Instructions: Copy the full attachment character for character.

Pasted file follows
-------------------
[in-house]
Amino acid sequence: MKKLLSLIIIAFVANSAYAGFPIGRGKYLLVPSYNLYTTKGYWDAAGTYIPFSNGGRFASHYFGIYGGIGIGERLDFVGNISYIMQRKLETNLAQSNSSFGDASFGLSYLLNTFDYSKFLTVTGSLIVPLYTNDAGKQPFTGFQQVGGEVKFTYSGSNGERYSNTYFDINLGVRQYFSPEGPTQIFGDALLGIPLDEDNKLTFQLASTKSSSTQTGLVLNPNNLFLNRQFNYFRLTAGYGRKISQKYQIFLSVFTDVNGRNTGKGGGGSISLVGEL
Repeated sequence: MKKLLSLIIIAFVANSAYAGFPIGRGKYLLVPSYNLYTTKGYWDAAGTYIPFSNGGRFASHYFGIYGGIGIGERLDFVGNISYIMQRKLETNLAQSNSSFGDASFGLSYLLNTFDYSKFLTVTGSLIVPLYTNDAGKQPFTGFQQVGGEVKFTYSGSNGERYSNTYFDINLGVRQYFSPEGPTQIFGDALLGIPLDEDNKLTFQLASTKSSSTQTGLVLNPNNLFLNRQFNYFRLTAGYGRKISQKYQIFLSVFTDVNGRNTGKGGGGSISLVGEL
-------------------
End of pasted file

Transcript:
[in-house]
Amino acid sequence: MKKLLSLIIIAFVANSAYAGFPIGRGKYLLVPSYNLYTTKGYWDAAGTYIPFSNGGRFASHYFGIYGGIGIGERLDFVGNISYIMQRKLETNLAQSNSSFGDASFGLSYLLNTFDYSKFLTVTGSLIVPLYTNDAGKQPFTGFQQVGGEVKFTYSGSNGERYSNTYFDINLGVRQYFSPEGPTQIFGDALLGIPLDEDNKLTFQLASTKSSSTQTGLVLNPNNLFLNRQFNYFRLTAGYGRKISQKYQIFLSVFTDVNGRNTGKGGGGSISLVGEL
Repeated sequence: MKKLLSLIIIAFVANSAYAGFPIGRGKYLLVPSYNLYTTKGYWDAAGTYIPFSNGGRFASHYFGIYGGIGIGERLDFVGNISYIMQRKLETNLAQSNSSFGDASFGLSYLLNTFDYSKFLTVTGSLIVPLYTNDAGKQPFTGFQQVGGEVKFTYSGSNGERYSNTYFDINLGVRQYFSPEGPTQIFGDALLGIPLDEDNKLTFQLASTKSSSTQTGLVLNPNNLFLNRQFNYFRLTAGYGRKISQKYQIFLSVFTDVNGRNTGKGGGGSISLVGEL